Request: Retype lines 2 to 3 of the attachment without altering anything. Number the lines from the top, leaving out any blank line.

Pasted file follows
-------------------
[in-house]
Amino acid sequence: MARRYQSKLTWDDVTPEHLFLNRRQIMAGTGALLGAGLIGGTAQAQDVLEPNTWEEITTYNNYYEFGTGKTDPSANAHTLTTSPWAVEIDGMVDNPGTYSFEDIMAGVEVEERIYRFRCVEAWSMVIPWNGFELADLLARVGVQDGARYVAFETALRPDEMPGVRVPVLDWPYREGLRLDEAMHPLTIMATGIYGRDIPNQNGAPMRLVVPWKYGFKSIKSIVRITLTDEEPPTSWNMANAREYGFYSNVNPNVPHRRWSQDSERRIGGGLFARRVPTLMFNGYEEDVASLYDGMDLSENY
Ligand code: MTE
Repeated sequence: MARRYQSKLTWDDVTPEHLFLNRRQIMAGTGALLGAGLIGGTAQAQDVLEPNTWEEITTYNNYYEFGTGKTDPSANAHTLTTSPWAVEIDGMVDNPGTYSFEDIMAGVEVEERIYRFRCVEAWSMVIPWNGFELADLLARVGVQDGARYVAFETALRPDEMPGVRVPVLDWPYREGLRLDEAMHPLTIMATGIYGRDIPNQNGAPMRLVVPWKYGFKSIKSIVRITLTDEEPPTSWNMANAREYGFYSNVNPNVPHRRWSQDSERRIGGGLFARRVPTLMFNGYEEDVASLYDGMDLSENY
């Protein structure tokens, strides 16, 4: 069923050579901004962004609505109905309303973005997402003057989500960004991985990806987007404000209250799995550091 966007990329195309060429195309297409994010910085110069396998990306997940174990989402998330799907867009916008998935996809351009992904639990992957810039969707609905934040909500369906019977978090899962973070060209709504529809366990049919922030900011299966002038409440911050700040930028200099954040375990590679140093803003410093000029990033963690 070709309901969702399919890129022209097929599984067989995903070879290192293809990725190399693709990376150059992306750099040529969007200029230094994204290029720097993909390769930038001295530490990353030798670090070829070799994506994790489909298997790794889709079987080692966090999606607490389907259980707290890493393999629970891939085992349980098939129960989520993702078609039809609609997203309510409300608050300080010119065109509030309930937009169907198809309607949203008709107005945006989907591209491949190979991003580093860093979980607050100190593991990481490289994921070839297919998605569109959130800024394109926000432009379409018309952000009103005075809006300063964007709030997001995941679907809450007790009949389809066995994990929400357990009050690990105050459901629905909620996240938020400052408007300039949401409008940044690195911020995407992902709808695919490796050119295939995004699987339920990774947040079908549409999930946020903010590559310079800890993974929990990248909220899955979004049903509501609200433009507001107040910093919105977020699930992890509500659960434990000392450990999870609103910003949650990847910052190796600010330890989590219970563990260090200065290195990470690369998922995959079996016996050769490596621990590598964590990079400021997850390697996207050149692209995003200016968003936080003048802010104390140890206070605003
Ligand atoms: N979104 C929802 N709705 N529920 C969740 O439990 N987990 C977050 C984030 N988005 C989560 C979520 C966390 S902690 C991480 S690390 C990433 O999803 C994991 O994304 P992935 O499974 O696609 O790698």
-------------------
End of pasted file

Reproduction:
Amino acid sequence: MARRYQSKLTWDDVTPEHLFLNRRQIMAGTGALLGAGLIGGTAQAQDVLEPNTWEEITTYNNYYEFGTGKTDPSANAHTLTTSPWAVEIDGMVDNPGTYSFEDIMAGVEVEERIYRFRCVEAWSMVIPWNGFELADLLARVGVQDGARYVAFETALRPDEMPGVRVPVLDWPYREGLRLDEAMHPLTIMATGIYGRDIPNQNGAPMRLVVPWKYGFKSIKSIVRITLTDEEPPTSWNMANAREYGFYSNVNPNVPHRRWSQDSERRIGGGLFARRVPTLMFNGYEEDVASLYDGMDLSENY
Ligand code: MTE